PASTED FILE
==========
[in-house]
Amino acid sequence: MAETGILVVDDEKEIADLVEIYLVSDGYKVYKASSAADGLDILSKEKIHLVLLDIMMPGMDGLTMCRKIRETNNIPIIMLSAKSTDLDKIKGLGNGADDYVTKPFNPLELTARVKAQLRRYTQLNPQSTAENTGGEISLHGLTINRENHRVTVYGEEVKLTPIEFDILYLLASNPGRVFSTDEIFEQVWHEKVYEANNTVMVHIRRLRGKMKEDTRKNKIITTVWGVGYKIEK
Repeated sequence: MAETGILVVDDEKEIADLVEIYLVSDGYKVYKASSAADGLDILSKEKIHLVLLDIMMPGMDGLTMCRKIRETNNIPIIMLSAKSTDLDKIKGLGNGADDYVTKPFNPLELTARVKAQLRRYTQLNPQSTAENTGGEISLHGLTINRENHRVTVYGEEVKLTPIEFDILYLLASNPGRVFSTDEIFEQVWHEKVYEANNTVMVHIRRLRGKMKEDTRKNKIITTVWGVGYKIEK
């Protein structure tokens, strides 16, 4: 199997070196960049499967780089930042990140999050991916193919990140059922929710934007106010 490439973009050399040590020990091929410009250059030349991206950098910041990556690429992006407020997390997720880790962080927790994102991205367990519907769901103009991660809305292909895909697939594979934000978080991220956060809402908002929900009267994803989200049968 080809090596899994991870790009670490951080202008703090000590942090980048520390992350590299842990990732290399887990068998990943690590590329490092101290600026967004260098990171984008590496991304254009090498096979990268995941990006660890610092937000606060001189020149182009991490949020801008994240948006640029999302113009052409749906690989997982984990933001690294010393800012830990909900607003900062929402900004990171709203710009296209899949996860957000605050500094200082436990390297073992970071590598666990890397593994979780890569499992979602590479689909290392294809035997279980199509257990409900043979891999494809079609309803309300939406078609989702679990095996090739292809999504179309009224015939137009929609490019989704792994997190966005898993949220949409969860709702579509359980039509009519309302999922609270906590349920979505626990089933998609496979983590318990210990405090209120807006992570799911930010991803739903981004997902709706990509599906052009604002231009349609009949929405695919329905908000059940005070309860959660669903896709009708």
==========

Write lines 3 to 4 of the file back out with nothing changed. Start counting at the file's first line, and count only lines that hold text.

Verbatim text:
Repeated sequence: MAETGILVVDDEKEIADLVEIYLVSDGYKVYKASSAADGLDILSKEKIHLVLLDIMMPGMDGLTMCRKIRETNNIPIIMLSAKSTDLDKIKGLGNGADDYVTKPFNPLELTARVKAQLRRYTQLNPQSTAENTGGEISLHGLTINRENHRVTVYGEEVKLTPIEFDILYLLASNPGRVFSTDEIFEQVWHEKVYEANNTVMVHIRRLRGKMKEDTRKNKIITTVWGVGYKIEK
């Protein structure tokens, strides 16, 4: 199997070196960049499967780089930042990140999050991916193919990140059922929710934007106010 490439973009050399040590020990091929410009250059030349991206950098910041990556690429992006407020997390997720880790962080927790994102991205367990519907769901103009991660809305292909895909697939594979934000978080991220956060809402908002929900009267994803989200049968 080809090596899994991870790009670490951080202008703090000590942090980048520390992350590299842990990732290399887990068998990943690590590329490092101290600026967004260098990171984008590496991304254009090498096979990268995941990006660890610092937000606060001189020149182009991490949020801008994240948006640029999302113009052409749906690989997982984990933001690294010393800012830990909900607003900062929402900004990171709203710009296209899949996860957000605050500094200082436990390297073992970071590598666990890397593994979780890569499992979602590479689909290392294809035997279980199509257990409900043979891999494809079609309803309300939406078609989702679990095996090739292809999504179309009224015939137009929609490019989704792994997190966005898993949220949409969860709702579509359980039509009519309302999922609270906590349920979505626990089933998609496979983590318990210990405090209120807006992570799911930010991803739903981004997902709706990509599906052009604002231009349609009949929405695919329905908000059940005070309860959660669903896709009708």